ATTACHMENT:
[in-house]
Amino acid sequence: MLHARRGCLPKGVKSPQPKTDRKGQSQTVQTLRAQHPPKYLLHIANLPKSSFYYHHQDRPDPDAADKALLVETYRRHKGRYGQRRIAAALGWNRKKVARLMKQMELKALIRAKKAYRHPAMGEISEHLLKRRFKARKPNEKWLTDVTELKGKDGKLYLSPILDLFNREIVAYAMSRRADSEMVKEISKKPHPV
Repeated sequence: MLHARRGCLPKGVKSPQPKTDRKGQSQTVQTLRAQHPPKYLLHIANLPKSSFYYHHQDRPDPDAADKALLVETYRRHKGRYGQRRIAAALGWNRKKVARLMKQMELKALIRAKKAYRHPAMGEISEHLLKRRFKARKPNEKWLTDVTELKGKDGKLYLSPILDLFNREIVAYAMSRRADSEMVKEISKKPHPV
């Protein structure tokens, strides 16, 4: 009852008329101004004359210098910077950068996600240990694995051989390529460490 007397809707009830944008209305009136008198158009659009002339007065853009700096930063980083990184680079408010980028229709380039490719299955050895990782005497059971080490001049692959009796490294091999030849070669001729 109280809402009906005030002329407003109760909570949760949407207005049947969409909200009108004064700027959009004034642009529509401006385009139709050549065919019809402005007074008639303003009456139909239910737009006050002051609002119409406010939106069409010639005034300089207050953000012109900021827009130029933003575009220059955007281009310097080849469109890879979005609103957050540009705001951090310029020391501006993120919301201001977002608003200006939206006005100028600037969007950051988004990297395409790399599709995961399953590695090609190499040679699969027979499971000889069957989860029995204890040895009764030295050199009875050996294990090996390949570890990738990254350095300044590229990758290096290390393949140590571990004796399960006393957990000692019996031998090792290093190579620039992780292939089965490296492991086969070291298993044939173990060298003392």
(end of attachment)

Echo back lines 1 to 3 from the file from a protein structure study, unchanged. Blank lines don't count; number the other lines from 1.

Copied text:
[in-house]
Amino acid sequence: MLHARRGCLPKGVKSPQPKTDRKGQSQTVQTLRAQHPPKYLLHIANLPKSSFYYHHQDRPDPDAADKALLVETYRRHKGRYGQRRIAAALGWNRKKVARLMKQMELKALIRAKKAYRHPAMGEISEHLLKRRFKARKPNEKWLTDVTELKGKDGKLYLSPILDLFNREIVAYAMSRRADSEMVKEISKKPHPV
Repeated sequence: MLHARRGCLPKGVKSPQPKTDRKGQSQTVQTLRAQHPPKYLLHIANLPKSSFYYHHQDRPDPDAADKALLVETYRRHKGRYGQRRIAAALGWNRKKVARLMKQMELKALIRAKKAYRHPAMGEISEHLLKRRFKARKPNEKWLTDVTELKGKDGKLYLSPILDLFNREIVAYAMSRRADSEMVKEISKKPHPV